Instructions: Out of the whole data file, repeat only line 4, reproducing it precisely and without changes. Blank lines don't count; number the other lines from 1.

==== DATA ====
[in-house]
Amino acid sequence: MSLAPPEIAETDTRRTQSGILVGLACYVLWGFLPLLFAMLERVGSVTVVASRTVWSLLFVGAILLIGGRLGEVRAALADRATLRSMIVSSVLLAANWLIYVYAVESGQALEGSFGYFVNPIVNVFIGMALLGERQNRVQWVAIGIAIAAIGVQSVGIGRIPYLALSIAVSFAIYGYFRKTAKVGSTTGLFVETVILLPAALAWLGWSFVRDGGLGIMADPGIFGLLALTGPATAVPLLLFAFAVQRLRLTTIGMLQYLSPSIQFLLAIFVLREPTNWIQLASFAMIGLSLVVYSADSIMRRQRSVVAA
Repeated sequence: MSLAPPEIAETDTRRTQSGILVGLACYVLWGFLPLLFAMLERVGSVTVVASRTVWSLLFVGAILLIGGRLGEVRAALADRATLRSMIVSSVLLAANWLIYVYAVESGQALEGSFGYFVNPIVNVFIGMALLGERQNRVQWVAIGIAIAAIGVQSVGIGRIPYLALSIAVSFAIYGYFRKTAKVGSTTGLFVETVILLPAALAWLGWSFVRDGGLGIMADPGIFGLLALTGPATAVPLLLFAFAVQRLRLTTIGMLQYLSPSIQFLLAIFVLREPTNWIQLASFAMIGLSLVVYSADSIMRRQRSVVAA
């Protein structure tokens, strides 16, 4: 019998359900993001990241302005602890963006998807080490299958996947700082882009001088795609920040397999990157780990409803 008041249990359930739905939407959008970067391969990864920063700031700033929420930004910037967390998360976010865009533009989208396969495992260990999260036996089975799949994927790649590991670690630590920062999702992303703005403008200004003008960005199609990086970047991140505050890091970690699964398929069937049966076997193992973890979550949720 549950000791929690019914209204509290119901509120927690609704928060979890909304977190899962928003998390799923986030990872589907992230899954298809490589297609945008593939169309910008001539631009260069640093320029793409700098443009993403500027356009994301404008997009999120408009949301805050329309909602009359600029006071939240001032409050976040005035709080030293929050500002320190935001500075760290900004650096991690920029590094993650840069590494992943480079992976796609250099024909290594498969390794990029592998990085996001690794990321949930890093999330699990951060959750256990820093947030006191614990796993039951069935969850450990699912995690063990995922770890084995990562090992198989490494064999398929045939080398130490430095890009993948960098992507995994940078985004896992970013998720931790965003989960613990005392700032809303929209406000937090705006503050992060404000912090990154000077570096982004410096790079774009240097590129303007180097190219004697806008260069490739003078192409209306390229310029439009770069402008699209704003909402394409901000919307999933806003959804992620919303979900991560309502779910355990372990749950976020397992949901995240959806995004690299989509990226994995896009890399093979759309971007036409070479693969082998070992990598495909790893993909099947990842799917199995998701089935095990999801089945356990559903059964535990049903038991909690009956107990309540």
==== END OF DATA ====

């Protein structure tokens, strides 16, 4: 019998359900993001990241302005602890963006998807080490299958996947700082882009001088795609920040397999990157780990409803 008041249990359930739905939407959008970067391969990864920063700031700033929420930004910037967390998360976010865009533009989208396969495992260990999260036996089975799949994927790649590991670690630590920062999702992303703005403008200004003008960005199609990086970047991140505050890091970690699964398929069937049966076997193992973890979550949720 549950000791929690019914209204509290119901509120927690609704928060979890909304977190899962928003998390799923986030990872589907992230899954298809490589297609945008593939169309910008001539631009260069640093320029793409700098443009993403500027356009994301404008997009999120408009949301805050329309909602009359600029006071939240001032409050976040005035709080030293929050500002320190935001500075760290900004650096991690920029590094993650840069590494992943480079992976796609250099024909290594498969390794990029592998990085996001690794990321949930890093999330699990951060959750256990820093947030006191614990796993039951069935969850450990699912995690063990995922770890084995990562090992198989490494064999398929045939080398130490430095890009993948960098992507995994940078985004896992970013998720931790965003989960613990005392700032809303929209406000937090705006503050992060404000912090990154000077570096982004410096790079774009240097590129303007180097190219004697806008260069490739003078192409209306390229310029439009770069402008699209704003909402394409901000919307999933806003959804992620919303979900991560309502779910355990372990749950976020397992949901995240959806995004690299989509990226994995896009890399093979759309971007036409070479693969082998070992990598495909790893993909099947990842799917199995998701089935095990999801089945356990559903059964535990049903038991909690009956107990309540």